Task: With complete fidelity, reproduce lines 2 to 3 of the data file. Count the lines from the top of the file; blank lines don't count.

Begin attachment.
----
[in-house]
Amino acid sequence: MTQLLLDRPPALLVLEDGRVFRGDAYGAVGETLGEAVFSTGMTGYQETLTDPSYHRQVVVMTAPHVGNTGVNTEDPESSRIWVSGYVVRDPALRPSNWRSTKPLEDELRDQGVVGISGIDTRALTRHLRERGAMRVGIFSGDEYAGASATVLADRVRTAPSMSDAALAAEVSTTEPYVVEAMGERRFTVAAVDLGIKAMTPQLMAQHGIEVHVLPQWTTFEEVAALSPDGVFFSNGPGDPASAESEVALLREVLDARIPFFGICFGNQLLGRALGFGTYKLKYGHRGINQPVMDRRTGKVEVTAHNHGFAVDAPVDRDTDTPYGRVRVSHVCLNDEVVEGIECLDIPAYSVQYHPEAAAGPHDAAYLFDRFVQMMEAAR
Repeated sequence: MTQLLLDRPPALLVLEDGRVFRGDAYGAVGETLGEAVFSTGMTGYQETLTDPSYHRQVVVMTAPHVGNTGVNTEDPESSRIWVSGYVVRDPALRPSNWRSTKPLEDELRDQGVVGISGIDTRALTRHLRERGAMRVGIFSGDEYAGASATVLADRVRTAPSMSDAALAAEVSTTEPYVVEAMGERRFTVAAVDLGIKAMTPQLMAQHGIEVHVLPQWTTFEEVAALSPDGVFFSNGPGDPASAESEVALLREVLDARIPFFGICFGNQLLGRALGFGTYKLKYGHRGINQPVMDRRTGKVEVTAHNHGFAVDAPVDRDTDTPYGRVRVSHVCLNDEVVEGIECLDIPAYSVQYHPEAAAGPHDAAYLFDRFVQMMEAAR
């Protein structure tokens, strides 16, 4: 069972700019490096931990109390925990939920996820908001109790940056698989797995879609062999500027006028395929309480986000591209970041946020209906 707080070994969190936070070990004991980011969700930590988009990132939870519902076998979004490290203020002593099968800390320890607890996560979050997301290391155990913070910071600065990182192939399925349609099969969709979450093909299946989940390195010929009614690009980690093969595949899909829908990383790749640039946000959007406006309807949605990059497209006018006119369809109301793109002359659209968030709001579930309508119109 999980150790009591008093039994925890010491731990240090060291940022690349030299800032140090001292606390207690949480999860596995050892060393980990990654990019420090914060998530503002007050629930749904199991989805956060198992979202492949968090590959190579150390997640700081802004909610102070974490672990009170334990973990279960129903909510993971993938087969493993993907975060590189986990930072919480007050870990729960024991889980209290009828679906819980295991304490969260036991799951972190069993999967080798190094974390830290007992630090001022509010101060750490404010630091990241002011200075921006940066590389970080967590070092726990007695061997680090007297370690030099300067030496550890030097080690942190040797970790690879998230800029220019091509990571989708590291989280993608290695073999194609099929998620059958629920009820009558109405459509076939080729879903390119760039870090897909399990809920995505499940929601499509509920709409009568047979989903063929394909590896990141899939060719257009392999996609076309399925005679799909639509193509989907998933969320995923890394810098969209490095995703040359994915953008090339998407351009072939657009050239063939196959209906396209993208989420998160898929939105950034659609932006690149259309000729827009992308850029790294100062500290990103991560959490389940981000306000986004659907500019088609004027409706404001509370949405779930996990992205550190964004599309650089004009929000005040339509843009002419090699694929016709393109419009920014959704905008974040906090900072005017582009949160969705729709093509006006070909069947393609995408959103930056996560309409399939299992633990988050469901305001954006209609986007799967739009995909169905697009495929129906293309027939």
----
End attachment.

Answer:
Amino acid sequence: MTQLLLDRPPALLVLEDGRVFRGDAYGAVGETLGEAVFSTGMTGYQETLTDPSYHRQVVVMTAPHVGNTGVNTEDPESSRIWVSGYVVRDPALRPSNWRSTKPLEDELRDQGVVGISGIDTRALTRHLRERGAMRVGIFSGDEYAGASATVLADRVRTAPSMSDAALAAEVSTTEPYVVEAMGERRFTVAAVDLGIKAMTPQLMAQHGIEVHVLPQWTTFEEVAALSPDGVFFSNGPGDPASAESEVALLREVLDARIPFFGICFGNQLLGRALGFGTYKLKYGHRGINQPVMDRRTGKVEVTAHNHGFAVDAPVDRDTDTPYGRVRVSHVCLNDEVVEGIECLDIPAYSVQYHPEAAAGPHDAAYLFDRFVQMMEAAR
Repeated sequence: MTQLLLDRPPALLVLEDGRVFRGDAYGAVGETLGEAVFSTGMTGYQETLTDPSYHRQVVVMTAPHVGNTGVNTEDPESSRIWVSGYVVRDPALRPSNWRSTKPLEDELRDQGVVGISGIDTRALTRHLRERGAMRVGIFSGDEYAGASATVLADRVRTAPSMSDAALAAEVSTTEPYVVEAMGERRFTVAAVDLGIKAMTPQLMAQHGIEVHVLPQWTTFEEVAALSPDGVFFSNGPGDPASAESEVALLREVLDARIPFFGICFGNQLLGRALGFGTYKLKYGHRGINQPVMDRRTGKVEVTAHNHGFAVDAPVDRDTDTPYGRVRVSHVCLNDEVVEGIECLDIPAYSVQYHPEAAAGPHDAAYLFDRFVQMMEAAR